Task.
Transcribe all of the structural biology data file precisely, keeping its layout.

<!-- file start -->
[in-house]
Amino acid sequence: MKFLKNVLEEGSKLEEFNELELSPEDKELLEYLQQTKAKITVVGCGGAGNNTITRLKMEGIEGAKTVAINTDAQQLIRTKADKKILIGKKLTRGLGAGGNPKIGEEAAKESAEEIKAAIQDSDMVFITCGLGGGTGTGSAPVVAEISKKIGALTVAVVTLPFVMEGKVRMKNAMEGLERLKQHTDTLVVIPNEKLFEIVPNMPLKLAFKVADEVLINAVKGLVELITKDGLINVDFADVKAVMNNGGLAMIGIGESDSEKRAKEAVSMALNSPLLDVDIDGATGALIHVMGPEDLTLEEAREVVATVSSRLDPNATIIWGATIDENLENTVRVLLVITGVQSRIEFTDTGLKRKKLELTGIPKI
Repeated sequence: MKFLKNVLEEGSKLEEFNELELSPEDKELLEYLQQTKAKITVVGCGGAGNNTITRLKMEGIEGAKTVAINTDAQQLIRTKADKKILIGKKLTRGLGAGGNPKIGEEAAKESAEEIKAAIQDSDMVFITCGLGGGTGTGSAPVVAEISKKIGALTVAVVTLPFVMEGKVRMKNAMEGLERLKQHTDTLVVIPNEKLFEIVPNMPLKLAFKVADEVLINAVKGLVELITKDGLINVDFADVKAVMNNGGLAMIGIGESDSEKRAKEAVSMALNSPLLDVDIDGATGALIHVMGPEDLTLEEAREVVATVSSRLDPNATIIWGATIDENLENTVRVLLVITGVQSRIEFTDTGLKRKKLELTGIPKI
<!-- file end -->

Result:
[in-house]
Amino acid sequence: MKFLKNVLEEGSKLEEFNELELSPEDKELLEYLQQTKAKITVVGCGGAGNNTITRLKMEGIEGAKTVAINTDAQQLIRTKADKKILIGKKLTRGLGAGGNPKIGEEAAKESAEEIKAAIQDSDMVFITCGLGGGTGTGSAPVVAEISKKIGALTVAVVTLPFVMEGKVRMKNAMEGLERLKQHTDTLVVIPNEKLFEIVPNMPLKLAFKVADEVLINAVKGLVELITKDGLINVDFADVKAVMNNGGLAMIGIGESDSEKRAKEAVSMALNSPLLDVDIDGATGALIHVMGPEDLTLEEAREVVATVSSRLDPNATIIWGATIDENLENTVRVLLVITGVQSRIEFTDTGLKRKKLELTGIPKI
Repeated sequence: MKFLKNVLEEGSKLEEFNELELSPEDKELLEYLQQTKAKITVVGCGGAGNNTITRLKMEGIEGAKTVAINTDAQQLIRTKADKKILIGKKLTRGLGAGGNPKIGEEAAKESAEEIKAAIQDSDMVFITCGLGGGTGTGSAPVVAEISKKIGALTVAVVTLPFVMEGKVRMKNAMEGLERLKQHTDTLVVIPNEKLFEIVPNMPLKLAFKVADEVLINAVKGLVELITKDGLINVDFADVKAVMNNGGLAMIGIGESDSEKRAKEAVSMALNSPLLDVDIDGATGALIHVMGPEDLTLEEAREVVATVSSRLDPNATIIWGATIDENLENTVRVLLVITGVQSRIEFTDTGLKRKKLELTGIPKI